Indigenous

Opaskwayak Cree Nation volunteer returns from cross-cultural internship in Peru with new perspective

A voluntary work program that sends Indigenous youth from Canada to Peru is a good opportunity for cross-cultural learning, says one participant.

Mary Sayese one of 34 participants from Canada in youth leadership program

Mary Sayese, right, with members of her host family in Peru, Patrica Mendoza, left, and Daniela Mendoza, centre. Sayese says she was able to see the similarities that exist between Indigenous peoples in North and South America. (Submitted)

A voluntary work program that sends Indigenous youth from Canada to Peru is a good opportunity for cross-cultural learning, says one participant.

"At first I was so scared, but it was really great," said Mary Sayese.

Sayese is from Opaskwayak Cree Nation near The Pas, Man.

She is one of 34 youth who participated in the Canada World Youth International Aboriginal Youth Internship Program this year.

The leadership development program sends Indigenous youth from all over Canada to live and work with Indigenous peoples in Peru for four months. The program started in August and wrapped up in December.

Sayese said the group of youth first met up in Ottawa in August for a "pre-departure" camp, where people were taught what to expect in Peru.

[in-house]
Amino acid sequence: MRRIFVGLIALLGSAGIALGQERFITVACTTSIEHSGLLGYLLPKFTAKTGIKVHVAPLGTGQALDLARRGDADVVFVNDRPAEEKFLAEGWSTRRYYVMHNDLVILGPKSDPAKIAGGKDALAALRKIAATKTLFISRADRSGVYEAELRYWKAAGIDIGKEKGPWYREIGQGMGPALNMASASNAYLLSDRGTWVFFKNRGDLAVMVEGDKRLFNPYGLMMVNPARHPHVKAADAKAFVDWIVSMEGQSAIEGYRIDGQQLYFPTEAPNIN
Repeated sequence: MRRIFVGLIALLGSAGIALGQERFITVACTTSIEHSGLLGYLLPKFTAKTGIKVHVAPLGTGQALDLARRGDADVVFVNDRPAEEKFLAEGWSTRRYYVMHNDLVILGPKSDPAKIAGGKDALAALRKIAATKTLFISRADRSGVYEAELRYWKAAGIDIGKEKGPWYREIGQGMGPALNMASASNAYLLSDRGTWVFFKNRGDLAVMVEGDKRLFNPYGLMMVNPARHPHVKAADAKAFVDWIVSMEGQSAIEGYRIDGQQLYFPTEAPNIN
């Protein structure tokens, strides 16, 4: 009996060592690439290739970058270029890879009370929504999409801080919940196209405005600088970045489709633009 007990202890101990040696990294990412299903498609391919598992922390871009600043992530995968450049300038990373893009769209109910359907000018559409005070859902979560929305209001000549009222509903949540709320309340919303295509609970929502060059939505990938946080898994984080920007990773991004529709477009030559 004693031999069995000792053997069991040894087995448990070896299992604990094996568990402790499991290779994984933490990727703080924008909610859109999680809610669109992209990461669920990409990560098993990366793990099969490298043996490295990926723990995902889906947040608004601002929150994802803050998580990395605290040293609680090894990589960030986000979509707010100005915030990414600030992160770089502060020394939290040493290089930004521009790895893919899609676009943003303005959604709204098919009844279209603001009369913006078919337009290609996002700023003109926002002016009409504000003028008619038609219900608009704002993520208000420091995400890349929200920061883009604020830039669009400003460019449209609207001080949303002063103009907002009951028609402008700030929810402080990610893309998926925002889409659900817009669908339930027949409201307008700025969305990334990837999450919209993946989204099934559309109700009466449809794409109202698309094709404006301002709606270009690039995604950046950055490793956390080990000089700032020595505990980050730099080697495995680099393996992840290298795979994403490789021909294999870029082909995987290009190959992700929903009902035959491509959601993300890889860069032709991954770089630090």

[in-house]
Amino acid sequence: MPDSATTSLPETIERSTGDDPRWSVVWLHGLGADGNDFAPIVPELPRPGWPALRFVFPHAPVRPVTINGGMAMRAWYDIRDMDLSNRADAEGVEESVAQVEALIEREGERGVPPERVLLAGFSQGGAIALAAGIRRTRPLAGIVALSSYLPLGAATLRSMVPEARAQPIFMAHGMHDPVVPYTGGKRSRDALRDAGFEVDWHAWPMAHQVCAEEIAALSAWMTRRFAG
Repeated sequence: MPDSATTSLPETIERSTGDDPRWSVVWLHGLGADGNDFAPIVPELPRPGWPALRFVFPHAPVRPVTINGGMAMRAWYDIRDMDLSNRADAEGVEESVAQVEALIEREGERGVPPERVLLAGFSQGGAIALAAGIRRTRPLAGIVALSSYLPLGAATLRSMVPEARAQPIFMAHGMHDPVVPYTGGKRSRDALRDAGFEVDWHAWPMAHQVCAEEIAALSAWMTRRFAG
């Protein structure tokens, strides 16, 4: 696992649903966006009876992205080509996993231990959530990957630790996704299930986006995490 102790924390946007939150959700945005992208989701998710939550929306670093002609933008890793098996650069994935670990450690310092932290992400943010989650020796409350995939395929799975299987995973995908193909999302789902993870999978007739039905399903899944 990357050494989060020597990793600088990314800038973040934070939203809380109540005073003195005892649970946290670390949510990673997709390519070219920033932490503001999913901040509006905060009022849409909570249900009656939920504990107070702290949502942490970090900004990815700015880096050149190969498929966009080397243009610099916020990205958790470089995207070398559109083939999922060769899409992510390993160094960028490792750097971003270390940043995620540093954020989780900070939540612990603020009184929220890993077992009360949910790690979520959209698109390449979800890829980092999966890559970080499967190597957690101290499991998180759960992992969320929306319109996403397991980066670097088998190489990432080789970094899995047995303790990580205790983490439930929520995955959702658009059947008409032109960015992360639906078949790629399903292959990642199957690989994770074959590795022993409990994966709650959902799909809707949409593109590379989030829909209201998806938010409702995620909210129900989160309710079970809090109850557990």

They left for Peru in September and lived with host families during their stay.

"They were so welcoming and so loving and my mom was honestly the best; she did anything and everything to make me feel so welcome," said Sayese. 

Work experience

According to the website for Canada World Youth, one of the goals is to build the capacity of the participants to address international development issues.

Sayese said they helped build ecological kitchens and helped to plant community gardens.

Program participants helped to make eco-kitchens out of mud. (Submitted)

"Every day was different," said Sayese. "We were pick-axing, watering and planting and it was really good." 

After work was done for the day, they would take Spanish lessons in the evening and played volleyball with local community members.

While the internship participants were being taught the local Peruvian customs, they were also teaching the locals some of the customs of their cultures.

"I was telling them about the powwows that we have here, and I was showing my host mom the videos and she was so amazed," said Sayese.

She also made bannock and bannock dogs for her host family.

"Every time I'd make it, they would just get so happy," said Sayese.

New perspective

Another goal of the program was to highlight the similar experiences that exist between Indigenous people in Peru and in Canada.

"They're like us, they're family oriented and they also have their own Indigenous language called the Quechuan," said Sayese.

Mary Sayese is pictured here with a group of students she helped teach English to. (Submitted)

"They all knew one another and [if] someone needed help, they were there right away."

Sayese said she came back from Peru with a new perspective.

"I came back to Canada just so grateful for what I have," said Sayese.

About the Author

Lenard Monkman is Anishinaabe from Lake Manitoba First Nation, Treaty 2 territory. He is the co-founder of Red Rising Magazine and has been an associate producer with the CBC's Indigenous unit for three years. Follow him on Twitter: @Lenardmonkman1

With files from Emily Brass

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